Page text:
Does this mean National Merit Semifinalist cutoffs will be higher for the class of 2022?

Not necessarily. January testers will be only one factor. The overall number of test-takers will also matter, and we expect to see fewer students taking the PSAT this year. The same number of Semifinalists is allocated to a state whether 100 students take the exam or 100,000. The allocations are made based on historical figures of high school students within the state. Of course the cutoff will be much lower if 100 student take the test instead of 100,000. Lower testing could lead to lower scores.

The rules NMSC uses for determining  how many students can take advantage of Alternate Entry through submission of SAT scores will also impact scores. The more lenient the rules this year, the more likely cutoffs will go up. Students submitting SAT scores have a greater ability to prepare and to repeat testing.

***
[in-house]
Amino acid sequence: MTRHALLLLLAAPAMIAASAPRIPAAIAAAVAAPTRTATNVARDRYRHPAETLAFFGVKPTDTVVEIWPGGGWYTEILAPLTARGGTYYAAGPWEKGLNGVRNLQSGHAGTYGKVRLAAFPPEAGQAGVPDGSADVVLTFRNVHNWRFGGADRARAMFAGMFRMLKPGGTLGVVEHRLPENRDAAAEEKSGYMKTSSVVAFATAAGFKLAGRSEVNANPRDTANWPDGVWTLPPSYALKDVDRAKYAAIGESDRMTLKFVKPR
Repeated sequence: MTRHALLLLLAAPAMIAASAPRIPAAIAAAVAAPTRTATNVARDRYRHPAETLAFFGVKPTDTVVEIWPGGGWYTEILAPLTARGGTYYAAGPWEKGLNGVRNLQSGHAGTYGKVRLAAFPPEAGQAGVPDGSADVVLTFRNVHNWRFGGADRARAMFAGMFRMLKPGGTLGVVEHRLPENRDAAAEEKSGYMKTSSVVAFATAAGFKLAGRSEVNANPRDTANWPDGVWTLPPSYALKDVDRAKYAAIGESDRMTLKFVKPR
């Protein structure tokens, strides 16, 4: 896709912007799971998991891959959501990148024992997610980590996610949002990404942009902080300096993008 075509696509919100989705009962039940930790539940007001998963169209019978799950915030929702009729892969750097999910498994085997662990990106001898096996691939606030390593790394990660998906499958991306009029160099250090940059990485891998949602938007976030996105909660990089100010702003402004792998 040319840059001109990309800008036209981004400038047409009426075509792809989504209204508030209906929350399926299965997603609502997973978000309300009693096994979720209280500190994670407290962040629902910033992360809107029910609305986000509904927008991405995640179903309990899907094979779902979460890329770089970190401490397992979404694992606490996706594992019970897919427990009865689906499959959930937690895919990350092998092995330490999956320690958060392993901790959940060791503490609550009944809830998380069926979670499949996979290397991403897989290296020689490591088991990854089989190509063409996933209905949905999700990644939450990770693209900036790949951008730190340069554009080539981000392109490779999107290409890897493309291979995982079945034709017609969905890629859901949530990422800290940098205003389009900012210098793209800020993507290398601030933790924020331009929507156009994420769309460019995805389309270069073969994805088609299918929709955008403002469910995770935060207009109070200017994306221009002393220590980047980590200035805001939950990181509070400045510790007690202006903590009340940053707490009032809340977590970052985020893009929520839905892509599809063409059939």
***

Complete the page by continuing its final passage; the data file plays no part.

Fluctuations in test difficulty and scaling drive the most wide-scale changes in most years. We know that scores for the class of 2021 were unusually low because of a flawed test form, so we would normally expect a “bounce-back” in cutoffs this coming year. Overall, I am expecting modest improvements in SAT score that will not necessarily be consistent from state to state.

Why doesn’t College Board just cancel the PSAT?